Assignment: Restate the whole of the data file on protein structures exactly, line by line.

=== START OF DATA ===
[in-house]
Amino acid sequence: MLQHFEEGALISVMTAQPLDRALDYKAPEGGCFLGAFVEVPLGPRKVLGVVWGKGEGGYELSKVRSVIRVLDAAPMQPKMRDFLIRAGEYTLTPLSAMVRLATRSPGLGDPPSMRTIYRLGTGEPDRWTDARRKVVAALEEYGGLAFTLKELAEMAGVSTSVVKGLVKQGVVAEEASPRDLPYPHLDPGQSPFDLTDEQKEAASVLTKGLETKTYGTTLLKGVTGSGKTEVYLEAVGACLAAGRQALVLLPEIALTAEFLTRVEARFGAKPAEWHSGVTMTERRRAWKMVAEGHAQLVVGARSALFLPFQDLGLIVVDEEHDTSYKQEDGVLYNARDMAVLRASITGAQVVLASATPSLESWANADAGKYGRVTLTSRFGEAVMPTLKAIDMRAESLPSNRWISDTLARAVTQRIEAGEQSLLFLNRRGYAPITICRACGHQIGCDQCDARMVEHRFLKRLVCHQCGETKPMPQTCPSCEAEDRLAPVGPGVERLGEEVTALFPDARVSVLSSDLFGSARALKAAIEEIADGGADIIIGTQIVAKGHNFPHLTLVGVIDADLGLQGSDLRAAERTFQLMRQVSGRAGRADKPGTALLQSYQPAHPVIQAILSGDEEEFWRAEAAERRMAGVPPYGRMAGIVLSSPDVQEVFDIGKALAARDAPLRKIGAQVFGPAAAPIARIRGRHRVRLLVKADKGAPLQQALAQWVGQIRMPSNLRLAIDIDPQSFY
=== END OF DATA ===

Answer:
[in-house]
Amino acid sequence: MLQHFEEGALISVMTAQPLDRALDYKAPEGGCFLGAFVEVPLGPRKVLGVVWGKGEGGYELSKVRSVIRVLDAAPMQPKMRDFLIRAGEYTLTPLSAMVRLATRSPGLGDPPSMRTIYRLGTGEPDRWTDARRKVVAALEEYGGLAFTLKELAEMAGVSTSVVKGLVKQGVVAEEASPRDLPYPHLDPGQSPFDLTDEQKEAASVLTKGLETKTYGTTLLKGVTGSGKTEVYLEAVGACLAAGRQALVLLPEIALTAEFLTRVEARFGAKPAEWHSGVTMTERRRAWKMVAEGHAQLVVGARSALFLPFQDLGLIVVDEEHDTSYKQEDGVLYNARDMAVLRASITGAQVVLASATPSLESWANADAGKYGRVTLTSRFGEAVMPTLKAIDMRAESLPSNRWISDTLARAVTQRIEAGEQSLLFLNRRGYAPITICRACGHQIGCDQCDARMVEHRFLKRLVCHQCGETKPMPQTCPSCEAEDRLAPVGPGVERLGEEVTALFPDARVSVLSSDLFGSARALKAAIEEIADGGADIIIGTQIVAKGHNFPHLTLVGVIDADLGLQGSDLRAAERTFQLMRQVSGRAGRADKPGTALLQSYQPAHPVIQAILSGDEEEFWRAEAAERRMAGVPPYGRMAGIVLSSPDVQEVFDIGKALAARDAPLRKIGAQVFGPAAAPIARIRGRHRVRLLVKADKGAPLQQALAQWVGQIRMPSNLRLAIDIDPQSFY